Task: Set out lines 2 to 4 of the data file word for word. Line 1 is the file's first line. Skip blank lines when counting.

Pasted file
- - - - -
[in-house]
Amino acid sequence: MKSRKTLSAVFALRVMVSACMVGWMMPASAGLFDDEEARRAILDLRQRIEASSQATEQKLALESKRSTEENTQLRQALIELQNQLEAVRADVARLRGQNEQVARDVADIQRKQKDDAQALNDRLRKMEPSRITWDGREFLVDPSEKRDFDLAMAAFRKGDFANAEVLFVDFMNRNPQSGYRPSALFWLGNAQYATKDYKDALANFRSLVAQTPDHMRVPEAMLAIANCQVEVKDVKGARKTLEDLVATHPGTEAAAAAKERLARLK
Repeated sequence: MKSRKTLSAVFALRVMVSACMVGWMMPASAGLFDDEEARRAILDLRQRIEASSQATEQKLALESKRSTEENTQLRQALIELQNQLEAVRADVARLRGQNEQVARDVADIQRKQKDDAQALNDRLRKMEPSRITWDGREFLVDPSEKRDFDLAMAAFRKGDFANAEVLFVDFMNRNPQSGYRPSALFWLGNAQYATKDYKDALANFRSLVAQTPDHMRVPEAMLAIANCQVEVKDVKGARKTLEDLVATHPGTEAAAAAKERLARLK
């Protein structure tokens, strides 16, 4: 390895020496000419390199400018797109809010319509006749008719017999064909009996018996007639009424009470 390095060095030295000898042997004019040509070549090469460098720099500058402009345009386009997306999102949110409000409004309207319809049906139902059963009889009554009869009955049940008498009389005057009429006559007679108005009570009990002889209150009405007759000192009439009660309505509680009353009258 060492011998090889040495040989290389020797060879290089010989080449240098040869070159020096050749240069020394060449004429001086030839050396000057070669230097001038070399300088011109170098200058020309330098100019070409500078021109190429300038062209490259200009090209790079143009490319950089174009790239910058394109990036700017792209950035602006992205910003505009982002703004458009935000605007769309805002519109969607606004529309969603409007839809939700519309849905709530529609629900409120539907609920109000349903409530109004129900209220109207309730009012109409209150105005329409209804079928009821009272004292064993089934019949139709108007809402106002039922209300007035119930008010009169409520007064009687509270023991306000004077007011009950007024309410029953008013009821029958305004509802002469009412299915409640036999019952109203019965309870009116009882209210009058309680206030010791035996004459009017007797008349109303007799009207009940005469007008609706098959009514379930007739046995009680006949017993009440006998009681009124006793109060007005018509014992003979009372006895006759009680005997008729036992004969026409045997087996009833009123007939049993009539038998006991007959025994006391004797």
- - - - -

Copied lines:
Amino acid sequence: MKSRKTLSAVFALRVMVSACMVGWMMPASAGLFDDEEARRAILDLRQRIEASSQATEQKLALESKRSTEENTQLRQALIELQNQLEAVRADVARLRGQNEQVARDVADIQRKQKDDAQALNDRLRKMEPSRITWDGREFLVDPSEKRDFDLAMAAFRKGDFANAEVLFVDFMNRNPQSGYRPSALFWLGNAQYATKDYKDALANFRSLVAQTPDHMRVPEAMLAIANCQVEVKDVKGARKTLEDLVATHPGTEAAAAAKERLARLK
Repeated sequence: MKSRKTLSAVFALRVMVSACMVGWMMPASAGLFDDEEARRAILDLRQRIEASSQATEQKLALESKRSTEENTQLRQALIELQNQLEAVRADVARLRGQNEQVARDVADIQRKQKDDAQALNDRLRKMEPSRITWDGREFLVDPSEKRDFDLAMAAFRKGDFANAEVLFVDFMNRNPQSGYRPSALFWLGNAQYATKDYKDALANFRSLVAQTPDHMRVPEAMLAIANCQVEVKDVKGARKTLEDLVATHPGTEAAAAAKERLARLK
């Protein structure tokens, strides 16, 4: 390895020496000419390199400018797109809010319509006749008719017999064909009996018996007639009424009470 390095060095030295000898042997004019040509070549090469460098720099500058402009345009386009997306999102949110409000409004309207319809049906139902059963009889009554009869009955049940008498009389005057009429006559007679108005009570009990002889209150009405007759000192009439009660309505509680009353009258 060492011998090889040495040989290389020797060879290089010989080449240098040869070159020096050749240069020394060449004429001086030839050396000057070669230097001038070399300088011109170098200058020309330098100019070409500078021109190429300038062209490259200009090209790079143009490319950089174009790239910058394109990036700017792209950035602006992205910003505009982002703004458009935000605007769309805002519109969607606004529309969603409007839809939700519309849905709530529609629900409120539907609920109000349903409530109004129900209220109207309730009012109409209150105005329409209804079928009821009272004292064993089934019949139709108007809402106002039922209300007035119930008010009169409520007064009687509270023991306000004077007011009950007024309410029953008013009821029958305004509802002469009412299915409640036999019952109203019965309870009116009882209210009058309680206030010791035996004459009017007797008349109303007799009207009940005469007008609706098959009514379930007739046995009680006949017993009440006998009681009124006793109060007005018509014992003979009372006895006759009680005997008729036992004969026409045997087996009833009123007939049993009539038998006991007959025994006391004797």